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We had a key lesson in leadership today: agility and change management. Consistent to the pulse of Silicon Valley, schedules and plans can change quickly and that means a quick pivot in a new direction.  This was never as evident as in the events leading to today’s presentations.  Our scheduled visits to two prominent companies was disrupted due to travel of our presenters who were delayed in Europe.  Aligning with the saying “it is not the strongest or the smartest but the most adaptable that will survive”, we swiftly changed gears and made the best of the situation.

Enter David Chang and Cliel Schachter who quickly took up the call from Executive Director, Sophia Leong, to share their experiences in Silicon Valley with the cohort. 

David is the Engineering Manager at NerdWallet, a personal finance website helping people to assess options through multiple banking/financial instrument and to manage personal financial decisions.  David shared his experience with the 2016 merger between his previous employer, aboutLife, and NerdWallet along with his comfort in switching jobs within a seven-year timeframe.

David’s experience with start-ups was insightful especially his experience in the financial sector given that it is one of the current sectors to experience disruptive innovations. 

The discussion provided insights on the contrast between the financial sector in the US and Canada. Companies like NerdWallet operate as a third party to provide financial advice to the end-user whereas in Canada most applications and products providing such services are created and managed by banks/financial institutions.  David shared the need for startups to actively refine its business models until it finds a scalable model that works.  NerdWallet’s current business model is generating revenue through cost per click (CPC) and cost per acquisition (CPA). David offered interesting insights on how start-ups work with venture capital (VC) firms to successfully attract capital investment while preserving equity of their company.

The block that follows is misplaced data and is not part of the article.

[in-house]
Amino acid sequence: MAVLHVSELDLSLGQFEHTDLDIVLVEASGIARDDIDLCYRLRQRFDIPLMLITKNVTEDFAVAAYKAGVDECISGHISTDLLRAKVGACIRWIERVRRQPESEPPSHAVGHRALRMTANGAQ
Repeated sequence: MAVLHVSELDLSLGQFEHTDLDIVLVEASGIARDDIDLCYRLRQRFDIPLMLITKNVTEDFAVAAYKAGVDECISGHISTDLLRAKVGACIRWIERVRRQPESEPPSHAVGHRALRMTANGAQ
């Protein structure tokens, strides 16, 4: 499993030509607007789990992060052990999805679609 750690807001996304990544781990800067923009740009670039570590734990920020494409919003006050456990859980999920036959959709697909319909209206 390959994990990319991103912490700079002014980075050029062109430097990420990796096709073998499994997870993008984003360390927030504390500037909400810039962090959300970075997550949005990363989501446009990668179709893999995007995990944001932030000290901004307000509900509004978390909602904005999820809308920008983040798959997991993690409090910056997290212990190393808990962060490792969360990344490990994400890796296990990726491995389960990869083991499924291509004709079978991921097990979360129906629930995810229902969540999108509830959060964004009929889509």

Cliel offered a personal approach to his presentation as an alumnus of the University of Ottawa MBA program.  After working for a few years in Ottawa and Toronto, Cliel moved to Silicon Valley because of his entrepreneurial aspiration and his thirst to work in an innovative environment.  He shared the importance of networking in Silicon Valley and how quickly he was able to land a role in a startup by showing up.  The cohort enjoyed hearing about his experience in his early years in the Valley and about the culture that he has experienced.  He had since exited from his startup and is looking at opportunities in venture capital firms.   There was a robust and lively discussion on current trends in startups and in particular the gamification platform.   In closing, Cliel provided a David Letterman style top ten list of his own take on the Silicon Valley ecosystem with some comparisons to Ottawa. 

The cohort travelled to Stanford University in the afternoon for a panel discussion led by Professor Richard Dasher, Director of Stanford’s US-Asia Technology Management Center.  The discussion is on “Evolution of the Ecosystem for Blockchain in Internet of Thing (IoT) systems” with three panellist – Steven Pu, founder of, Julie Wang, Co-founder CarBlock and James Miller, Senior Attorney Advisor US Federal Communications Commission (FCC).

Steven provided an enlightening presentation on blockchain protocol specifically designed to facilitate IoT data transactions.  He addressed the gap that is currently present and how his company would democratize IoT data with fast concurrent smart contracts.  Julie, who is also Head of Ecosystem at CarBlock, shared how blockchain is disrupting transportation and how driving data generated by smart devices could be leveraged for transportation solution.  She also presented a novel idea on how to monetize the ownership of the generated data.

The session at Stanford University is a great book-end of an insightful and enlightening week in Silicon Valley.  The cohort started the week with wine in the Napa Valley that has an ecosystem of soil, climate and winemakers that makes it one of the best wine growing region in the world.  The cohort ended the week with Stanford University that continues to play a significant role in shaping Silicon Valley’s ecosystem that fuels entrepreneurship and a culture of openness and collaboration that drives the highest value and wealth creation in the world.

The cohort celebrated a great week in the Valley by challenging each other at a karaoke bar.  Some sang surprisingly well and there were quite a few hidden talents in the cohort.  Equally, there were also a few that were best kept to singing in the shower and the cohort was thankful the social event was limited to a private room.



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